HOUSTON -- Since training camp opened more than seven months ago, the Golden State Warriors have been trying to fight against the challenges of becoming the first team in a half-decade to reach five straight NBA Finals.
The process has provided a combination of dominate stretched and curious losses in the regular season, a trend that's extended to the playoffs. Two weeks ago, Golden State finished off a six-game first-round series against the No. 8 seed LA Clippers -- a series which they both beat the team by wide margins and surrendered the biggest playoff lead in NBA history at home.
Now, after taking a commanding 2-0 lead over the Rockets in the Western Conference semifinals, the Warriors have seen Houston even the series 2-2, thanks to a 112-108 Game 4 victory on Monday night. The loss for the Warriors was characterized by inconsistent play, further proving the sentiment of how hard Golden State's road to a third straight title will be.
"I thought we played plenty hard enough," Warriors coach Steve Kerr said after Monday’s loss. "But I think the force has to be accompanied by the poise and I felt like we were in a rush offensively all night."
For the second consecutive game, Golden State failed to show up in the second quarter, shooting just 45 percent from the field, including 2-of-7 from the 3-point line. James Harden scored 13 of his game-high 38 points in the quarter, as Golden State was outscored 36-26 over the 12-minute stretch, giving the Rockets a 61-54 halftime lead.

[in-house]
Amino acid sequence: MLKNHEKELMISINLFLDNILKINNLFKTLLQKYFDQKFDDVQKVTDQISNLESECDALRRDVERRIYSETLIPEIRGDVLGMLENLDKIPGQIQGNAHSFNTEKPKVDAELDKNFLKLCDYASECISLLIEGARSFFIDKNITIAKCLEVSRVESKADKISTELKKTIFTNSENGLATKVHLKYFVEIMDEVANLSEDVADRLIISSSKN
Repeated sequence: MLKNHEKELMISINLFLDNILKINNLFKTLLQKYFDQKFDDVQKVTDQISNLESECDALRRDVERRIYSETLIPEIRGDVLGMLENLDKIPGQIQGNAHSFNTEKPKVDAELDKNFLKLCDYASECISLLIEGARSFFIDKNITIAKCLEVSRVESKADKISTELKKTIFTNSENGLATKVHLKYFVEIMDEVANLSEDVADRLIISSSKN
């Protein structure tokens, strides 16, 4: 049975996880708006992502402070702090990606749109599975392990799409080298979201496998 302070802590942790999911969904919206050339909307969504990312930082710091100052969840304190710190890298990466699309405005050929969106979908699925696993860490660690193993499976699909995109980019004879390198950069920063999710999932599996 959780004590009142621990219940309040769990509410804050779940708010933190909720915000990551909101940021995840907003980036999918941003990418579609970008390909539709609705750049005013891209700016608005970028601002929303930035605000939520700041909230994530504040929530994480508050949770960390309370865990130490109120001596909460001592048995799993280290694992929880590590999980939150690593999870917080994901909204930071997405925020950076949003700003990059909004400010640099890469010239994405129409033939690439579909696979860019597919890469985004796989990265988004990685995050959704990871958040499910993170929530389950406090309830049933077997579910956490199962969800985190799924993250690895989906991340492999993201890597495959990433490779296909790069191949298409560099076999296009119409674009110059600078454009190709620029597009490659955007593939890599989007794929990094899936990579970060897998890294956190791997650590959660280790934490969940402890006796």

Adding to Golden State's problems, they shot just 8 of 33 from beyond the arc. Stephen Curry and Klay Thompson finished a combined 5 of 20 from 3-point range. Still, the Warriors erased a 17-point second half lead, using a 9-1 run to get within three points with 11 seconds to go before Kevin Durant and Curry missed open 3-pointers in the final seconds.
"They were solid looks considering the situation - down three with a chance to tie it up,” Curry said. “They didn't go our way. I liked the fight that we had and it comes down to that possession, but over the course of the game, there were a lot of things that we can do on both ends of the floor."
Golden State's problems extended to the glass, where Houston held a 50-43 rebounding, including a game-high 10 from Harden and five offensive rebounds from Rockets forward PJ Tucker.
"We didn't match their physicality until the last four minutes of the game,” Draymond Green said. “It's been that way for about the last 96 minutes of the series, so we have to correct that."
This season, the Warriors have been consistently inconsistent. For each 10-1 stretch, there's been a curious 7-7 string of games to follow. In the first round, after beating the Clippers by more than 20 points in Game 1, they squandered 31-point lead at home in Game 2. All the while, the Rockets had been waiting, admittingly obsessed with beating the champs as they did Monday evening.
Nearly a year ago, following a 98-94 Game 4 home loss to the Rockets that sent the Western Conference Finals series back to Houston tied 2-2, the Warriors found themselves in peril. Andre Iguodala injured his knee and the reeling Warriors saw their tightly gripped title hopes starting to slip away.
A year later under similar circumstances, the Warriors say there's calm over the team.
"There was so many questions to be answered," Green said. "Those questions aren't there this year, we know the answer to our problems and that's pretty exciting."
With that in mind, Golden State will look to find the consistency that's eluded them all year.
"This is what it's about," Kerr added. "This is the NBA playoffs, the best teams in the league and we're playing a great team and we know what the gameplan is and we know how good they are. So it's just about competition, that's it."